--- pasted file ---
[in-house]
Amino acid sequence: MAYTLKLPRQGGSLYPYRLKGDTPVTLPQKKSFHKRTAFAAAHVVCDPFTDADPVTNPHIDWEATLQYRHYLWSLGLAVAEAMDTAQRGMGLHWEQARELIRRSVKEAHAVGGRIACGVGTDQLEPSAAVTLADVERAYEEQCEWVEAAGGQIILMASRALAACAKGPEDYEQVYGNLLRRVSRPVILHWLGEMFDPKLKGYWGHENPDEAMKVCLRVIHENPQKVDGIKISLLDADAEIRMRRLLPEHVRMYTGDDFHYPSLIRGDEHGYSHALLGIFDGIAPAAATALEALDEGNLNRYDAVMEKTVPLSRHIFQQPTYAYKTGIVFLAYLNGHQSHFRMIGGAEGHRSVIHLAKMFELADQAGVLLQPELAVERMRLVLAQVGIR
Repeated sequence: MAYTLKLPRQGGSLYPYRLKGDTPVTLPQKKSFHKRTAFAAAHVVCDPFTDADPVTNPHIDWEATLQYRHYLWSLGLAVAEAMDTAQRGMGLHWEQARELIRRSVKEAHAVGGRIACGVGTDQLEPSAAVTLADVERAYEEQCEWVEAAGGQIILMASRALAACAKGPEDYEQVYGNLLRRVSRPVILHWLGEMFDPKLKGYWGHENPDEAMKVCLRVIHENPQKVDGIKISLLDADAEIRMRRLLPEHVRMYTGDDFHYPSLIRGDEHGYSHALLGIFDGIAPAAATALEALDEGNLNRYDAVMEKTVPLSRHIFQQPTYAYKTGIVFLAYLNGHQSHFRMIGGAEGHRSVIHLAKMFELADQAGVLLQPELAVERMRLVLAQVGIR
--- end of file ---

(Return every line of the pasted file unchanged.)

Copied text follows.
[in-house]
Amino acid sequence: MAYTLKLPRQGGSLYPYRLKGDTPVTLPQKKSFHKRTAFAAAHVVCDPFTDADPVTNPHIDWEATLQYRHYLWSLGLAVAEAMDTAQRGMGLHWEQARELIRRSVKEAHAVGGRIACGVGTDQLEPSAAVTLADVERAYEEQCEWVEAAGGQIILMASRALAACAKGPEDYEQVYGNLLRRVSRPVILHWLGEMFDPKLKGYWGHENPDEAMKVCLRVIHENPQKVDGIKISLLDADAEIRMRRLLPEHVRMYTGDDFHYPSLIRGDEHGYSHALLGIFDGIAPAAATALEALDEGNLNRYDAVMEKTVPLSRHIFQQPTYAYKTGIVFLAYLNGHQSHFRMIGGAEGHRSVIHLAKMFELADQAGVLLQPELAVERMRLVLAQVGIR
Repeated sequence: MAYTLKLPRQGGSLYPYRLKGDTPVTLPQKKSFHKRTAFAAAHVVCDPFTDADPVTNPHIDWEATLQYRHYLWSLGLAVAEAMDTAQRGMGLHWEQARELIRRSVKEAHAVGGRIACGVGTDQLEPSAAVTLADVERAYEEQCEWVEAAGGQIILMASRALAACAKGPEDYEQVYGNLLRRVSRPVILHWLGEMFDPKLKGYWGHENPDEAMKVCLRVIHENPQKVDGIKISLLDADAEIRMRRLLPEHVRMYTGDDFHYPSLIRGDEHGYSHALLGIFDGIAPAAATALEALDEGNLNRYDAVMEKTVPLSRHIFQQPTYAYKTGIVFLAYLNGHQSHFRMIGGAEGHRSVIHLAKMFELADQAGVLLQPELAVERMRLVLAQVGIR